comes a few weeks after Serbia's Interior Minister, Nebojsa Stefanovic,
announced tough new plans to tighten its controls on the southern
border in a bid to stem the flow of migrants. He announced the creation
of a joint police and military force tasked with pushing economic
migrants back across the border and cracking down on people smuggling.
“Refugees do not want to stay in Serbia or to seek asylum here. However,
in accordance with the law, we will provide asylum to those who seek it
[in Serbia]," he told Serbia's public broadcaster RTL. Both Serbia and Hungary
have been accused of turning a blind eye to some migrants and allowing
them to slip through their borders into neighbouring countries.
Authorities Remove Water Supply to Dakota Pipeline Protest Site | News | teleSUR English: “I feel like I just got shot down,” said Johnelle Leingang, executive secretary to Standing Rock Sioux Nation Chairman Dave Archambault II and the nation’s emergency response coordinator. “It’s very hurtful," she added, according to the Bismarck Tribune.
The protests have temporarily halted the building of the US$3.8 billion oil pipeline. The Bakken pipeline, as it is also known, is almost as long as the previously proposed Keystone XL and will run through wildlife areas, sacred Native American sites and the Mississippi and Missouri rivers, prompting its critics to assert that the pipeline poses a major threat to Indigenous life as well as ecosystems.
Right before noon, a pickup truck backed up to the water tanks and hauled them away, along with two air-conditioned trailers and a command center vehicle that had all been delivered last week by the North Dakota Department of Health at the request of the Standing Rock.
Indigenous Activists Detain Panama's President for 2 Hours | News | teleSUR English: President Juan Carlos Varela was detained after he was about to give a public speech praising a recent deal with some Indigenous leaders to resume construction. Opponents of that agreement threw stones at police cars, injuring four officers, reported local media.
The president's security team immediately took Varela and Indigenous representative Silvia Carrera inside a nearby school, where they were forced to stay for two hours while the Indigenous dissidents threatened to not let them out until the agreement was "burned down."
Public speaks out in 'heated' town hall meeting on mosque, cemetery plan | 11alive.com: Neighbors expressed concerns over the increase of traffic. They were not allowed to voice their feelings on the project last meeting, but they did pack the meeting space.
The did so, again, Monday night, for the town hall meeting and public comment. The meeting, held in two sessions that stretched for three hours, was impassioned.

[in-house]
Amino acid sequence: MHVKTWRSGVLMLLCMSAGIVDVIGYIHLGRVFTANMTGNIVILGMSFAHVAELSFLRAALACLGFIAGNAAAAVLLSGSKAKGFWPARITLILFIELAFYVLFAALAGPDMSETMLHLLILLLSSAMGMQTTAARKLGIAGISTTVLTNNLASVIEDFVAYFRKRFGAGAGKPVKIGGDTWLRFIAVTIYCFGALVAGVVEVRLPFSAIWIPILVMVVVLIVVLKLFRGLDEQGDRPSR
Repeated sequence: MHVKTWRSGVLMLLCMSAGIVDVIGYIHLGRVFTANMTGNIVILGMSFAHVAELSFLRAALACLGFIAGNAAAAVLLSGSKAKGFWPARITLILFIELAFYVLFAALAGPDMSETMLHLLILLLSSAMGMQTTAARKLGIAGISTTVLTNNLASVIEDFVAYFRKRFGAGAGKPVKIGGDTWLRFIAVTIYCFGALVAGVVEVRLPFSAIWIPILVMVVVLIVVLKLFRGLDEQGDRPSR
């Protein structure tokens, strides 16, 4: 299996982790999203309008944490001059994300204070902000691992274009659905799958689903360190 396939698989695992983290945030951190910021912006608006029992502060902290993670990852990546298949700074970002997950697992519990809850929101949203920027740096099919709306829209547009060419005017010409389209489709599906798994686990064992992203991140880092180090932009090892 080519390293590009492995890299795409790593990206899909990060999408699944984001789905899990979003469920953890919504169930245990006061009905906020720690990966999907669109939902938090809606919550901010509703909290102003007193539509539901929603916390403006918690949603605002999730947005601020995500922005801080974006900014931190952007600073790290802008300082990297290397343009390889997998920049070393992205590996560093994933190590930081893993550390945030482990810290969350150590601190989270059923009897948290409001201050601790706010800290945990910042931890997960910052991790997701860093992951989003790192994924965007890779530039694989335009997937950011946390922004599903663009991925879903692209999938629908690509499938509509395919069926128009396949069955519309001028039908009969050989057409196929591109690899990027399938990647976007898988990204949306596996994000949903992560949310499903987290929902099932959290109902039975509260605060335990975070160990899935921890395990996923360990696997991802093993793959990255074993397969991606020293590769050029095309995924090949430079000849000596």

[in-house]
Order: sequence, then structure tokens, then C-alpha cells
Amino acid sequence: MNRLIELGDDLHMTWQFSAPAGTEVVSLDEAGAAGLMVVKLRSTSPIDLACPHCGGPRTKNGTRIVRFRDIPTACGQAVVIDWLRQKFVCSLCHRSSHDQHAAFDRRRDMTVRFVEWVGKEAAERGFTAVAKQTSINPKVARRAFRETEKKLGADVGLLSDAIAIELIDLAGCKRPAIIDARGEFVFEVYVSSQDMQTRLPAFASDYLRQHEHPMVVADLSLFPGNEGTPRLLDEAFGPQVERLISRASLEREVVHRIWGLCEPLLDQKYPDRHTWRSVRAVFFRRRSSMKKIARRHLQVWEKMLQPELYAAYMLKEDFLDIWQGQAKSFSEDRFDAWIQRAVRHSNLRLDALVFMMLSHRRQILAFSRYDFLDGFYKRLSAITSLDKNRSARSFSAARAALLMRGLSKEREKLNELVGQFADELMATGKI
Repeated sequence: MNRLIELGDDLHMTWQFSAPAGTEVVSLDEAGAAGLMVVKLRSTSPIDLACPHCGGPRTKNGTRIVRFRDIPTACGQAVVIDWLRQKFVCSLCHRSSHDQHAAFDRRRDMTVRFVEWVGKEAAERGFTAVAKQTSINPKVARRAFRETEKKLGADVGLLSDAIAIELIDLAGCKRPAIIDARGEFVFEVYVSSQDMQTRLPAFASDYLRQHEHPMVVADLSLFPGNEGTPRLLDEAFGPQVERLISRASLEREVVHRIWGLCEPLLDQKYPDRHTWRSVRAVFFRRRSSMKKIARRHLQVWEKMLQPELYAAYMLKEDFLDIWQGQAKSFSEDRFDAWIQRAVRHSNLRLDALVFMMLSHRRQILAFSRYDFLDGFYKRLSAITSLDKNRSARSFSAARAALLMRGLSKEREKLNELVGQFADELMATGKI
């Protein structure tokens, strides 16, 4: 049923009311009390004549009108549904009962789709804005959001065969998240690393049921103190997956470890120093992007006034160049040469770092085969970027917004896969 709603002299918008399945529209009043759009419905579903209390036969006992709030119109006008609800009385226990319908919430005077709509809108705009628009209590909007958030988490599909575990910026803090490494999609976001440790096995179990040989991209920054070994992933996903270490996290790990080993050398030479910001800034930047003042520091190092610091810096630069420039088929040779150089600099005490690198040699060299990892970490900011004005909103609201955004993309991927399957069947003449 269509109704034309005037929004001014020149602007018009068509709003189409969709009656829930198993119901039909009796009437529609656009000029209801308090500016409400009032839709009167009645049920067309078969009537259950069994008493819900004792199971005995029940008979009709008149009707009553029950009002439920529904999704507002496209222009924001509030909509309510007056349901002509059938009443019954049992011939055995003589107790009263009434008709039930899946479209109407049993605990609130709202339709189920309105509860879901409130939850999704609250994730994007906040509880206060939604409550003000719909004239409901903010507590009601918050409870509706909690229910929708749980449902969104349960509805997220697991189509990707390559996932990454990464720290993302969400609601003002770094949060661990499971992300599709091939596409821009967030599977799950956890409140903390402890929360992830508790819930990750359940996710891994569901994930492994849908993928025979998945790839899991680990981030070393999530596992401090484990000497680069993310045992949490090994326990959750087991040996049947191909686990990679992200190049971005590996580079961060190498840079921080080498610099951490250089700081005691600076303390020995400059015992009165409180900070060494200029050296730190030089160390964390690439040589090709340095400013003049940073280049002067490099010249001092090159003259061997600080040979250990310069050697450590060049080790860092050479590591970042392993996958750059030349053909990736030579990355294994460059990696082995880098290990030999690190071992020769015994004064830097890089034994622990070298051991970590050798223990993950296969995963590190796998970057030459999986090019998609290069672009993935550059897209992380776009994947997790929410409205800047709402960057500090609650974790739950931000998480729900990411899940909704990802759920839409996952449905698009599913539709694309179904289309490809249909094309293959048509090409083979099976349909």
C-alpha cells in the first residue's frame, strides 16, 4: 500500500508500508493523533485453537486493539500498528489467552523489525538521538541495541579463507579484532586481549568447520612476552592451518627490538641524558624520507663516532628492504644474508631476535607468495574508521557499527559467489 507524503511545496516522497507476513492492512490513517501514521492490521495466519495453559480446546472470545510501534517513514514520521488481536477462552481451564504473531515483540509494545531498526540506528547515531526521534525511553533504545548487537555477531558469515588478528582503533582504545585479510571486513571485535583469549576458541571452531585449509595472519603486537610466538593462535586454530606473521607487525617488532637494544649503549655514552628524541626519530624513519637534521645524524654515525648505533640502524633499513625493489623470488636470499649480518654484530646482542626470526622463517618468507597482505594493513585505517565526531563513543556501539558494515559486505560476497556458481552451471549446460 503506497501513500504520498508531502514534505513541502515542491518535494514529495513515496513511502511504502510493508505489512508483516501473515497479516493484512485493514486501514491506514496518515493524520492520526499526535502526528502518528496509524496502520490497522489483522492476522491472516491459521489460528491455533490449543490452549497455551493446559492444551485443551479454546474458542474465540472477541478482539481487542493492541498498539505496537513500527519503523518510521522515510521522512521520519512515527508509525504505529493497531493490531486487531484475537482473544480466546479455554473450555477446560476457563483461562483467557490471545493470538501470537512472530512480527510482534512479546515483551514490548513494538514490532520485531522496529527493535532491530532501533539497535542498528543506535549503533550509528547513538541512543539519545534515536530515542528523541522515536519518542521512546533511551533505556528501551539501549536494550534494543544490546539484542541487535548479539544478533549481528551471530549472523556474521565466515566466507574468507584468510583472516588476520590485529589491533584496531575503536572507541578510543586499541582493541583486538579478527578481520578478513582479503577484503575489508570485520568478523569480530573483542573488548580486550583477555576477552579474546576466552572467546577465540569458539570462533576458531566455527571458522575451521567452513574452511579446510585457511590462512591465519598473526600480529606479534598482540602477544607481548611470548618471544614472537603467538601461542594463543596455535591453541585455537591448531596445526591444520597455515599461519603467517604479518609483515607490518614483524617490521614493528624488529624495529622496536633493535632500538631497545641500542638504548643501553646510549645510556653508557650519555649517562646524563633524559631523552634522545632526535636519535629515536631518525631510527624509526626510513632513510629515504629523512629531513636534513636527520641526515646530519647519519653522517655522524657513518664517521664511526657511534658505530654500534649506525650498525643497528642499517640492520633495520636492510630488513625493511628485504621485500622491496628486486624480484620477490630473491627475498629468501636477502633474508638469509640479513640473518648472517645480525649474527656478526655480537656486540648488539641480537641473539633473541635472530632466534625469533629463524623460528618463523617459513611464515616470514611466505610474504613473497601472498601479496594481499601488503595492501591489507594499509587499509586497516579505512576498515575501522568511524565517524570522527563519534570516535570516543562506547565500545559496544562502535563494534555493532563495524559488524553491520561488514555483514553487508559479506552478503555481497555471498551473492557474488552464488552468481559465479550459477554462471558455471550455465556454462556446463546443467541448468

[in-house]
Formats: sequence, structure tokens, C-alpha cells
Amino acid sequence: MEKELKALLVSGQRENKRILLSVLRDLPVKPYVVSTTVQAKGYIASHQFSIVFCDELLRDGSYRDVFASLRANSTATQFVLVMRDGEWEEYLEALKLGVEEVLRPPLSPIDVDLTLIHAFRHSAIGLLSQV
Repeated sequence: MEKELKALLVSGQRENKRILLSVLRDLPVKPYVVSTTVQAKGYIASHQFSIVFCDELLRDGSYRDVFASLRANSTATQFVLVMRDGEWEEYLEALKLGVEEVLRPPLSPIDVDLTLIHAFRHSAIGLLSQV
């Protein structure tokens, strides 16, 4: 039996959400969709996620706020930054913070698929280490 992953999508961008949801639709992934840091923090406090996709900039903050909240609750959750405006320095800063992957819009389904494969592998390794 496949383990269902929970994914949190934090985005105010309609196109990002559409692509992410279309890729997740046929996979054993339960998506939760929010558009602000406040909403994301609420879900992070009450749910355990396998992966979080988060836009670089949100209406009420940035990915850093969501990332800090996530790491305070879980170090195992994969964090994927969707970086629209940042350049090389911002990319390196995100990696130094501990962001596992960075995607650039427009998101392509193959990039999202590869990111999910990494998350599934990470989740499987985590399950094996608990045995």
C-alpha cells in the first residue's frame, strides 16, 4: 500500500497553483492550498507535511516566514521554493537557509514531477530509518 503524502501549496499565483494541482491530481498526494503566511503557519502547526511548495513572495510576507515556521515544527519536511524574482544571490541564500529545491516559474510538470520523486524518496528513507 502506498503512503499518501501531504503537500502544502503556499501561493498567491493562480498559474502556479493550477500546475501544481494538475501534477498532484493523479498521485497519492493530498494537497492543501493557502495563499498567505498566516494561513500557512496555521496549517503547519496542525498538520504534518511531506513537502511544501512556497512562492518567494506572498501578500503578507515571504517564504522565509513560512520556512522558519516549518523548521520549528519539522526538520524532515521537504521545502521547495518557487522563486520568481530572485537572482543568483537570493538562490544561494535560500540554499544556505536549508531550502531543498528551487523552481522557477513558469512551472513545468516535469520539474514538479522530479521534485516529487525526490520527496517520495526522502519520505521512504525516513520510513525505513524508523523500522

Based on comments from those in attendance at the meeting, people don't seem to want the plan to proceed more for seemingly religious reasons instead of claimed traffic concerns.
"We have already seen bombings and beheadings," said one woman. "Eight years ago our U.S. government got a Muslim president who has put Muslims in power.”
“It’s hard for people like me, and probably most of you tonight, to draw the line between innocent Muslims and radical Muslims, since they’ve all claimed to serve the same God and they all claim to follow the same book,” said another.
LOUD & CLEAR Interviews: Jose Maria Sison, historic rebel leader, on war and peace in the Philippines
LOUD: The new President of the Philippines, Rodrigo Duterte, has said it is his dream to end of the nearly fifty year armed conflict in the country. Last week, he declared a unilateral ceasefire with the New People’s Army, but withdrew it just days later. Still, the Communist Party has said that it expects to declare a truce along with the government on August 20th, the same day that peace negotiations are due to begin in Oslo.
Brian is joined by Jose Maria Sison, who is the senior political adviser to the National Democratic Front, which is the organization that will begin peace talks with the Duterte government on August 20. Brian also speaks with Bernadette Ellorin, chairperson of BAYAN-USA, and Rhonda Ramiro, vice-chair of BAYAN-USA in addition to Anakbayan-USA chairperson Adrian Bonifacio and Nap Pempe�a, Vice-Chairperson of Anakbayan-USA.
Indigenous people to reclaim land after years of struggle - The Jakarta Post: Even when the forests have been managed for generations by their inhabitants, only the government has had the power to issue licenses for logging and plantations.
Forest areas have regularly been used by large corporations for industrial logging, pulp and paper and palm oil plantations.
These forest conversions have been the major cause of conflicts between government and local communities, who feel victimized by the land seizures and a lack of benefits.
In 2013, indigenous people were finally given hope after the Constitutional Court delivered a ruling on the 1999 Forestry Law that invalidated the government’s claim to customary forests.